Some of the losses incurred by insiders who purchased C$600,000 of Odd Burger Corporation (CVE:ODD) shares over the past year have recovered after the stock rose 12% over the past week. The purchase, however, proved to be a costly gamble, with losses currently totaling CA$30,000.
Although we would never suggest that investors base their decisions solely on what a company’s directors have done, logic dictates that you pay attention to whether insiders are buying or selling shares.
The last 12 months of insider trading at Odd Burger
In the past twelve months, the largest single insider purchase was when COO and Director Vasiliki McInnes purchased C$250,000 worth of stock at C$0.40 per share. Clearly, an insider wanted to buy, even at a price higher than the current stock price (i.e. C$0.38). Their perspective may have changed since then, but it at least shows that they were feeling optimistic at the time. For us, it is very important to consider the price that insiders pay for the shares. Generally, we are more positive about a stock if insiders bought the stock above current prices, as this suggests they viewed the stock as good value, even at a higher price.
Over the past year, we can see that insiders have purchased 1.50 million shares worth C$600,000. But insiders sold 10,000 shares worth C$7,000. Overall, Odd Burger insiders have been net buyers over the past year. The chart below shows insider trading (by companies and individuals) over the past year. If you want to know exactly who sold, how much and when, just click on the chart below!
There are many other companies whose insiders buy shares. You probably do not want to miss this free list of growing companies insiders are buying.
Does Odd Burger boast of high insider ownership?
Another way to test alignment between a company‘s executives and other shareholders is to look at how many shares they own. We generally like to see fairly high levels of insider ownership. It’s great to see that Odd Burger insiders own 55% of the company, which is worth around C$18 million. I like to see this level of insider ownership because it increases the chances that management is thinking about the best interests of shareholders.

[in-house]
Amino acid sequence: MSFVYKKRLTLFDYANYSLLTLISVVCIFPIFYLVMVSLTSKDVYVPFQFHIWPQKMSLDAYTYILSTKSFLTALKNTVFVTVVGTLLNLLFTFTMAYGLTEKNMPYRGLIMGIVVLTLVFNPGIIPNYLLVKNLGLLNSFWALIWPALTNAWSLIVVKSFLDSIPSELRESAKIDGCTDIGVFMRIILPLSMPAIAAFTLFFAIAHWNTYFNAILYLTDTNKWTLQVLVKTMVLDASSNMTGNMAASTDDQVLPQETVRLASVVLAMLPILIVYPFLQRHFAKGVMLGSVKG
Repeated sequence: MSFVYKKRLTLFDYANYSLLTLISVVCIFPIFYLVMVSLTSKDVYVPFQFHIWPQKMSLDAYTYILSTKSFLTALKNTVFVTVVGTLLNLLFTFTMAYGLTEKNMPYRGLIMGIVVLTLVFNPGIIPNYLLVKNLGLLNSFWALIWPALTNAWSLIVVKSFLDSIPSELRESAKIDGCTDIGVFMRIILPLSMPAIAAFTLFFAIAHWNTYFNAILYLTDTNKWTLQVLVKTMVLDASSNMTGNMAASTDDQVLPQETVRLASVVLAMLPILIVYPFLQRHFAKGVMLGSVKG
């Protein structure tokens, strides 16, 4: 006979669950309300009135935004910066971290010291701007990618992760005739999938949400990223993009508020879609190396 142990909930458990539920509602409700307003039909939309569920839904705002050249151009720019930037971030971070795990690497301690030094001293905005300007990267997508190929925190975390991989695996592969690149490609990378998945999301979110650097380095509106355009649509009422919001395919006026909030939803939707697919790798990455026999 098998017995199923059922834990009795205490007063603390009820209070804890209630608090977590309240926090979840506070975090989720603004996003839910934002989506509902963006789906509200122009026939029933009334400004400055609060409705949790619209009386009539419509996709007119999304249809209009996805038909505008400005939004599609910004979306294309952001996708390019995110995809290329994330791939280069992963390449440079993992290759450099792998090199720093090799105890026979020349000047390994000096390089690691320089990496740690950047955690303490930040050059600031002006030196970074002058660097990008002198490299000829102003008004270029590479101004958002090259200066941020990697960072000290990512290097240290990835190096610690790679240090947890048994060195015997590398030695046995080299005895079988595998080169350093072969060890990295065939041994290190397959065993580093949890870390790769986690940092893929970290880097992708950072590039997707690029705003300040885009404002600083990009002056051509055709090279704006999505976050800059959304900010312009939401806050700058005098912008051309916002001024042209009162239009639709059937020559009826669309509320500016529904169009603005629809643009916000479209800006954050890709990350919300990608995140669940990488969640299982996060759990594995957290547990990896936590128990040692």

So what does this data suggest about Odd Burger insiders?
The fact that there have been no Odd Burger insider trades recently certainly doesn’t bother us. On a more positive note, last year’s transactions are encouraging. With strong insider ownership and encouraging transactions, it appears that Odd Burger insiders believe the company has some merit. So, while it is useful to know what insiders are doing in terms of buying or selling, it is also useful to know the risks that a particular company faces. At Simply Wall St, we discovered that Odd Burger has 4 warning signs (1 is significant!) which deserve your attention before going further in your analysis.
But note: Odd Burger may not be the best stock to buy. So take a look at this free list of interesting companies with high ROE and low debt.
For the purposes of this article, insiders are persons who report their transactions to the relevant regulatory body. We currently record open market transactions and private dispositions, but not derivative transactions.
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This Simply Wall St article is general in nature. We provide commentary based on historical data and analyst forecasts only using unbiased methodology and our articles are not intended to be financial advice. It is not a recommendation to buy or sell stocks and does not take into account your objectives or financial situation. Our goal is to bring you targeted long-term analysis based on fundamental data. Note that our analysis may not take into account the latest announcements from price-sensitive companies or qualitative materials. Simply Wall St has no position in the stocks mentioned.
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